In 1994 he moved the firm, William McDonough + Partners, to Charlottesville to become dean of architecture at the University of Virginia. By the time he relinquished the post in 1999, the firm had won awards for a daylight-filled factory for the Herman Miller furniture company in Holland, Mich., and a campus for Gap in San Bruno, Calif. President Clinton gave him the only White House award so far for sustainable design.
On campus, McDonough was known as the "Green Dean," who promoted "zero pollution and total recycling." That philosophy defines the work of MBDC, the product design firm he formed in 1995 with German chemist and Green Party figure Michael Braungart. After producing clean carpeting for Warren Buffett's Shaw Industries, they published their ideas in "Cradle to Cradle" in 2002. The book has made McDonough a welcome visitor in enlightened executive suites.
Tenets of the eco-design revolution include waste equals food; effectiveness is better than efficiency; and being less bad is not good enough. Biological materials can be recycled back into the earth. Hard goods ought to be designed for dismantling and reuse. Regeneration is "the infinite game." Regulation is a failure of design.
It would be easy to close the book's synthetic cover -- no trees were destroyed -- and dismiss the dream, except that the Chinese have adopted the concepts wholeheartedly. The government plans to provide new housing for 400 million people in 12 years, McDonough says, and has published "Cradle to Cradle" as government policy. (There, the title translates into "virtuous circle.") McDonough has been hired to develop entire cities as model eco-urban environments -- without sprawl, congestion, pollution, waste or reliance on fossil fuels.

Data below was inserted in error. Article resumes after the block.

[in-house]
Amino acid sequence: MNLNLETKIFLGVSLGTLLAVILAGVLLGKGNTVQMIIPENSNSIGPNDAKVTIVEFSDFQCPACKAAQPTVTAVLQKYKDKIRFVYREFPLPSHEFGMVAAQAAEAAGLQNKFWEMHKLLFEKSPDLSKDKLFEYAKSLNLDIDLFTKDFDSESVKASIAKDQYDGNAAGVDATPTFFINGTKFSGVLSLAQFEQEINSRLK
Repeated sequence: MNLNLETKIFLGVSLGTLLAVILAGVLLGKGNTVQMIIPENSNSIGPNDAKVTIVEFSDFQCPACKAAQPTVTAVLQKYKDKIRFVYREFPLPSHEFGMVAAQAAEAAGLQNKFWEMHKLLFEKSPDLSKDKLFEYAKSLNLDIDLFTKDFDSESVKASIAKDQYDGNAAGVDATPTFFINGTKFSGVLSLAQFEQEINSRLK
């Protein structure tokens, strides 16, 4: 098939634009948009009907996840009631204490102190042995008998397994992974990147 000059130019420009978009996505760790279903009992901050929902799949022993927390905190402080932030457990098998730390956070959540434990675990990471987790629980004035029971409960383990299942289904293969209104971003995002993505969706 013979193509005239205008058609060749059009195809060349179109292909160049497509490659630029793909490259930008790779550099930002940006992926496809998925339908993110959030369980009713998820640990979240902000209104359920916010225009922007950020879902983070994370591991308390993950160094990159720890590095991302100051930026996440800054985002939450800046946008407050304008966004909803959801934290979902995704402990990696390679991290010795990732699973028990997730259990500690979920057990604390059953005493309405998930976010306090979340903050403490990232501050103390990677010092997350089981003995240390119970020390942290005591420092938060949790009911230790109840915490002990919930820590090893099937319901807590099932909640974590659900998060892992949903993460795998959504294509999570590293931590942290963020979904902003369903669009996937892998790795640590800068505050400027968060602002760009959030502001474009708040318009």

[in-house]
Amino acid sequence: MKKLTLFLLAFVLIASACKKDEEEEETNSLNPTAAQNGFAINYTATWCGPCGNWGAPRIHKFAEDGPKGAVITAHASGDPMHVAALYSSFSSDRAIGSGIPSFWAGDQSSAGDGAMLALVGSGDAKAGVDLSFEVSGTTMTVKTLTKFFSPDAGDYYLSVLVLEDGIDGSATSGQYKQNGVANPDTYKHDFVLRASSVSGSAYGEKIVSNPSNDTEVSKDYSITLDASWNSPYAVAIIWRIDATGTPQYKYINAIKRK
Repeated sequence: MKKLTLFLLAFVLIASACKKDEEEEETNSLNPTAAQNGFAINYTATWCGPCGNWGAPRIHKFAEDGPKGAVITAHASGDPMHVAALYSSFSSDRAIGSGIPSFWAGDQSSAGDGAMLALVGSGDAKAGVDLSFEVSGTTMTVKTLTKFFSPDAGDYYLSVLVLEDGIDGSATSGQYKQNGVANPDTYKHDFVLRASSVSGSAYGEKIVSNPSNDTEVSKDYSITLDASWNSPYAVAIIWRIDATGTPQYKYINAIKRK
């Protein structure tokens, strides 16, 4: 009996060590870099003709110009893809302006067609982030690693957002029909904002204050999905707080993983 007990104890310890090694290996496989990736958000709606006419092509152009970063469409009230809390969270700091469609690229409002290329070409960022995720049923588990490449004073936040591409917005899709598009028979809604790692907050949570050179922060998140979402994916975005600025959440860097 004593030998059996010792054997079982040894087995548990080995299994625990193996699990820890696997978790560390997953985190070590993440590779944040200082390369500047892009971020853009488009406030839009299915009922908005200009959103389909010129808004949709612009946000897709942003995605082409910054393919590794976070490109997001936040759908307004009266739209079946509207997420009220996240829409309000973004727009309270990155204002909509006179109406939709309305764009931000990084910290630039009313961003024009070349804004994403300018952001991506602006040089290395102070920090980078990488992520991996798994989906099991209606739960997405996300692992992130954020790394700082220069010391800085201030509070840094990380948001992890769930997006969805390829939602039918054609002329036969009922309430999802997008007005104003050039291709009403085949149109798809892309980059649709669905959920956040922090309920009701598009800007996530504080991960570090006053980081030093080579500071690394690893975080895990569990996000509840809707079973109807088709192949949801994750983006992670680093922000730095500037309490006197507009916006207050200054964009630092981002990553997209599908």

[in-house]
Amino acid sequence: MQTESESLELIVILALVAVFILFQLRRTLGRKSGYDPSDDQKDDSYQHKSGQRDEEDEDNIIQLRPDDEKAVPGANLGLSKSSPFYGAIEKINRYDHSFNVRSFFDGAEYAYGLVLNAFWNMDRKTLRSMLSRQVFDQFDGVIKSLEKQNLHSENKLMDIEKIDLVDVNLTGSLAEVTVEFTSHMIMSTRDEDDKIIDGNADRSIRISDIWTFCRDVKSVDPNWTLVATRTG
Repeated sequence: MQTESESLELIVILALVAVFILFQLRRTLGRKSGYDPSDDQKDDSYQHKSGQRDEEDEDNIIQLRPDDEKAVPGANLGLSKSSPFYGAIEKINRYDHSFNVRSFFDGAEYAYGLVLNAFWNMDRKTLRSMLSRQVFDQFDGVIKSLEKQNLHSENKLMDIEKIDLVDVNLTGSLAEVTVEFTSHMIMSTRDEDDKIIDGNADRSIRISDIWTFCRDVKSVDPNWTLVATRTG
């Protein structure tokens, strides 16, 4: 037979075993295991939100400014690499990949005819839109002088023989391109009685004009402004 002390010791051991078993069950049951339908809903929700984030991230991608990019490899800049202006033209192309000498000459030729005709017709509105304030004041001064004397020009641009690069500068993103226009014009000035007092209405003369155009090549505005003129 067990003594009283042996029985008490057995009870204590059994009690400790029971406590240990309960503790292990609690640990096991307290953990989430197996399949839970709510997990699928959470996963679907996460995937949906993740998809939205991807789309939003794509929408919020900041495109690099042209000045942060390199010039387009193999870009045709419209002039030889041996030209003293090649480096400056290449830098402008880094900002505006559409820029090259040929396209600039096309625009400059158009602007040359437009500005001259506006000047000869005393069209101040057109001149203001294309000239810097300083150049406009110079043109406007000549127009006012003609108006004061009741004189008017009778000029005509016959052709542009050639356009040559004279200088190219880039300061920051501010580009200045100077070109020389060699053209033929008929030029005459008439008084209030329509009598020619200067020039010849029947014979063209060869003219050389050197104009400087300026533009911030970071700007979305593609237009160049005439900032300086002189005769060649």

One plan shows a compact urban zone with solar-powered buildings layered with commerce and housing. Rooftops support solar panels or agriculture. Aerial bridges would allow farmers to travel from field to field six stories off the ground.
McDonough does not worry that the Chinese may beat the West to clean, efficient, affordable modernization in the 21st century.
"It's not something to be panicked about, it's something to go after," he says. "Let's go after global quality."
That pro-growth, capitalist optimism has made McDonough palatable to business. The pressure he puts on designers is relentless. Shaun Jackson, the IDSA conference chairman, expected the audience to be "inspired but uncomfortable." They design the cars, computers, skateboards, diapers and rubber duckies, not to mention the packagings, that are piling up in landfills.
"You may be making a beautiful car, but it's causing global warming," McDonough said. "What have you done?"
After his speech, a General Motors executive was waiting to shake McDonough's hand. Douglas Soller, a senior research designer for S.C. Johnson & Son Inc., maker of Ziploc, Windex and Drano, said, "He struck a nerve loud and deep."
The MBDC consultancy is about to raise the bar. Next month, it will begin to certify products for "eco-effectiveness." A Web site is imminent. One day soon, consumers will be able to shop by the cradle-to-cradle label.
McDonough was an early green designer.